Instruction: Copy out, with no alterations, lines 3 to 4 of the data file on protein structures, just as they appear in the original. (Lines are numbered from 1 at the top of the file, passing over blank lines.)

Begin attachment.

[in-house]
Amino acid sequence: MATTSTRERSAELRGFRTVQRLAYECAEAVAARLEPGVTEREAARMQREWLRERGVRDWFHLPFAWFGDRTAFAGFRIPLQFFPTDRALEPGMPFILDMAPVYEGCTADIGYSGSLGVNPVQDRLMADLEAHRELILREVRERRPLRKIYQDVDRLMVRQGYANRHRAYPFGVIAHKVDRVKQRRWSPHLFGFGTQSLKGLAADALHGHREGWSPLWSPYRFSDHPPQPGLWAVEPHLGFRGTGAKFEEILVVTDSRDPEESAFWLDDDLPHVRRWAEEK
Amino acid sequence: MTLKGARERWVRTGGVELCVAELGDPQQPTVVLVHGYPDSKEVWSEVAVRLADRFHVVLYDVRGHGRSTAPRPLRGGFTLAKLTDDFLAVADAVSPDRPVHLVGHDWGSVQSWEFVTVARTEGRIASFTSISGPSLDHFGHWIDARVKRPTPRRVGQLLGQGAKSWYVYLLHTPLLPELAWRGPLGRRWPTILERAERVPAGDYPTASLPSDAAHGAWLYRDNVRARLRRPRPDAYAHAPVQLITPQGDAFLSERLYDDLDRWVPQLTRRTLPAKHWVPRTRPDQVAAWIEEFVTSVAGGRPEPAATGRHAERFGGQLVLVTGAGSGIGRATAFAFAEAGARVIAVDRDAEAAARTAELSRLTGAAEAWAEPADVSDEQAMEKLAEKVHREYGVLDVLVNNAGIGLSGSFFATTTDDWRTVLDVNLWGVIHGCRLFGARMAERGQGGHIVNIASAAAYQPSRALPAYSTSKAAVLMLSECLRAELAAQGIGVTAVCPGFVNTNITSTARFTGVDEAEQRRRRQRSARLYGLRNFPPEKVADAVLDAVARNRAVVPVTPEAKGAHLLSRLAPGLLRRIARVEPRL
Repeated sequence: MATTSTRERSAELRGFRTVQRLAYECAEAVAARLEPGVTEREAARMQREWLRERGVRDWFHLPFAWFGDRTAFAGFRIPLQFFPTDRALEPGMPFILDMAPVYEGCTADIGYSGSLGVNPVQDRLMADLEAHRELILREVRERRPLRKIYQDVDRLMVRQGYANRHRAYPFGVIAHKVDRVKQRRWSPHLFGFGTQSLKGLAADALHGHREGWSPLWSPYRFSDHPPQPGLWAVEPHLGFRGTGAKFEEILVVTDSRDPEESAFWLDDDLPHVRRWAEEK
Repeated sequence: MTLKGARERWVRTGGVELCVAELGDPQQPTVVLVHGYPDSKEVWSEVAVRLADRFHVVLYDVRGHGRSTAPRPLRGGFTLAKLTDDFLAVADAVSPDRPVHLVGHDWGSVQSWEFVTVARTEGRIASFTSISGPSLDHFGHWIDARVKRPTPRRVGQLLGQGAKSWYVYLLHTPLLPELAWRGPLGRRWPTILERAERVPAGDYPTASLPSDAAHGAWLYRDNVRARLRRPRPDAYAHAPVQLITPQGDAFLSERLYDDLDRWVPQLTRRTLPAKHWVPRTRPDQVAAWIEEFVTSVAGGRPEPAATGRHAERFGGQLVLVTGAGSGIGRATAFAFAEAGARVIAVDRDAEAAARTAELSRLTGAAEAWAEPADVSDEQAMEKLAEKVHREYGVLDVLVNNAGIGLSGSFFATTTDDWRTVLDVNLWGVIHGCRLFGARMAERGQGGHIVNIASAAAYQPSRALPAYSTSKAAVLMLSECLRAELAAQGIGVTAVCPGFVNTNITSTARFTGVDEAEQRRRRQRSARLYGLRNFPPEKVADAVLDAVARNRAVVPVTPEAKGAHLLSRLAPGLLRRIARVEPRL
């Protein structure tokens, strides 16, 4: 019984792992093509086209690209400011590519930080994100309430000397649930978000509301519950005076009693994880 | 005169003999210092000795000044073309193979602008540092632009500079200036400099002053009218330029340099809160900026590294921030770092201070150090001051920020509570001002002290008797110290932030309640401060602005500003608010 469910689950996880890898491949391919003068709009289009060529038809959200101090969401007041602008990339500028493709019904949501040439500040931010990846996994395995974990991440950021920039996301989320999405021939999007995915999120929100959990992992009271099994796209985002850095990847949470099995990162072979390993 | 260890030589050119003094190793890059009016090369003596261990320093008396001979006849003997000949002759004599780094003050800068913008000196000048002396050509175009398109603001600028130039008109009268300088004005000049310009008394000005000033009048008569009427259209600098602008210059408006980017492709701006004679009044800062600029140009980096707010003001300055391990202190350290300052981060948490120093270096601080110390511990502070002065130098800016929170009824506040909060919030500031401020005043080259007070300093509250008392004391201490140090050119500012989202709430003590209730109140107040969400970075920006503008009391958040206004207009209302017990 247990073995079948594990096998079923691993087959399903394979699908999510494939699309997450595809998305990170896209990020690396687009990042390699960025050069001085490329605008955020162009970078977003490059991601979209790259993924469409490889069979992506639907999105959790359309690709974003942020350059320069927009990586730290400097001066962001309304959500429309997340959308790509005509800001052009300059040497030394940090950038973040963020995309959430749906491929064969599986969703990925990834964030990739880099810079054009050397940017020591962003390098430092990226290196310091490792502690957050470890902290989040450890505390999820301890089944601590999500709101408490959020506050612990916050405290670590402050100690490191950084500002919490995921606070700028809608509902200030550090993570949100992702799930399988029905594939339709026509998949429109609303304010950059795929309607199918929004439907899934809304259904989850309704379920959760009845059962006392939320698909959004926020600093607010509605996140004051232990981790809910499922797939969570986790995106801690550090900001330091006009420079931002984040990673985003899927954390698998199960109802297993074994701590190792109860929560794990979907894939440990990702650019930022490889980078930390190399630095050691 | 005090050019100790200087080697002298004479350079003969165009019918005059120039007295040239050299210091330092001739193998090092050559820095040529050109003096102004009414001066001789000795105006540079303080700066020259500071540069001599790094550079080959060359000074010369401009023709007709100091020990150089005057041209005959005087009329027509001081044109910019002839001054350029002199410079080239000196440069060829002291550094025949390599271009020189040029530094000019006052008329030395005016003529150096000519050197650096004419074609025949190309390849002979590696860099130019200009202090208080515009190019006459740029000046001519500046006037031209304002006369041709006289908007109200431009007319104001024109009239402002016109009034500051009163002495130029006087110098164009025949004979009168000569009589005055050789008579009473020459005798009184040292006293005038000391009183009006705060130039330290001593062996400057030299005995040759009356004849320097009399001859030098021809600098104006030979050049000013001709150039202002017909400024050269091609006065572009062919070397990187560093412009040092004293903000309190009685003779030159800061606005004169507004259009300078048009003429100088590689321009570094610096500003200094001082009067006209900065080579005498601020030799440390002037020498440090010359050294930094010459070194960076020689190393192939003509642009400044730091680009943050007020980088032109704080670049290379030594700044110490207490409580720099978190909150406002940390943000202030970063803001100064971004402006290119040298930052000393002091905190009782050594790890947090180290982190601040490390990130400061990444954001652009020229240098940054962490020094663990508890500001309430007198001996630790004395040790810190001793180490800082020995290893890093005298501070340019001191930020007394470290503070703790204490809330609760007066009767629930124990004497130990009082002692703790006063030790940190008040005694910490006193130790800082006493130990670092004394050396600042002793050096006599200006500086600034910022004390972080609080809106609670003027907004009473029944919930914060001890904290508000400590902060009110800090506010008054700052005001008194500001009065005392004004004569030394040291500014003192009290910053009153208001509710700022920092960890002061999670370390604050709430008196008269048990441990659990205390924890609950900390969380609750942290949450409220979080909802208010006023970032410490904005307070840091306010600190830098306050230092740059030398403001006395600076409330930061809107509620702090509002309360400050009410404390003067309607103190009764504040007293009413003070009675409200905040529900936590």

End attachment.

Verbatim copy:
Amino acid sequence: MTLKGARERWVRTGGVELCVAELGDPQQPTVVLVHGYPDSKEVWSEVAVRLADRFHVVLYDVRGHGRSTAPRPLRGGFTLAKLTDDFLAVADAVSPDRPVHLVGHDWGSVQSWEFVTVARTEGRIASFTSISGPSLDHFGHWIDARVKRPTPRRVGQLLGQGAKSWYVYLLHTPLLPELAWRGPLGRRWPTILERAERVPAGDYPTASLPSDAAHGAWLYRDNVRARLRRPRPDAYAHAPVQLITPQGDAFLSERLYDDLDRWVPQLTRRTLPAKHWVPRTRPDQVAAWIEEFVTSVAGGRPEPAATGRHAERFGGQLVLVTGAGSGIGRATAFAFAEAGARVIAVDRDAEAAARTAELSRLTGAAEAWAEPADVSDEQAMEKLAEKVHREYGVLDVLVNNAGIGLSGSFFATTTDDWRTVLDVNLWGVIHGCRLFGARMAERGQGGHIVNIASAAAYQPSRALPAYSTSKAAVLMLSECLRAELAAQGIGVTAVCPGFVNTNITSTARFTGVDEAEQRRRRQRSARLYGLRNFPPEKVADAVLDAVARNRAVVPVTPEAKGAHLLSRLAPGLLRRIARVEPRL
Repeated sequence: MATTSTRERSAELRGFRTVQRLAYECAEAVAARLEPGVTEREAARMQREWLRERGVRDWFHLPFAWFGDRTAFAGFRIPLQFFPTDRALEPGMPFILDMAPVYEGCTADIGYSGSLGVNPVQDRLMADLEAHRELILREVRERRPLRKIYQDVDRLMVRQGYANRHRAYPFGVIAHKVDRVKQRRWSPHLFGFGTQSLKGLAADALHGHREGWSPLWSPYRFSDHPPQPGLWAVEPHLGFRGTGAKFEEILVVTDSRDPEESAFWLDDDLPHVRRWAEEK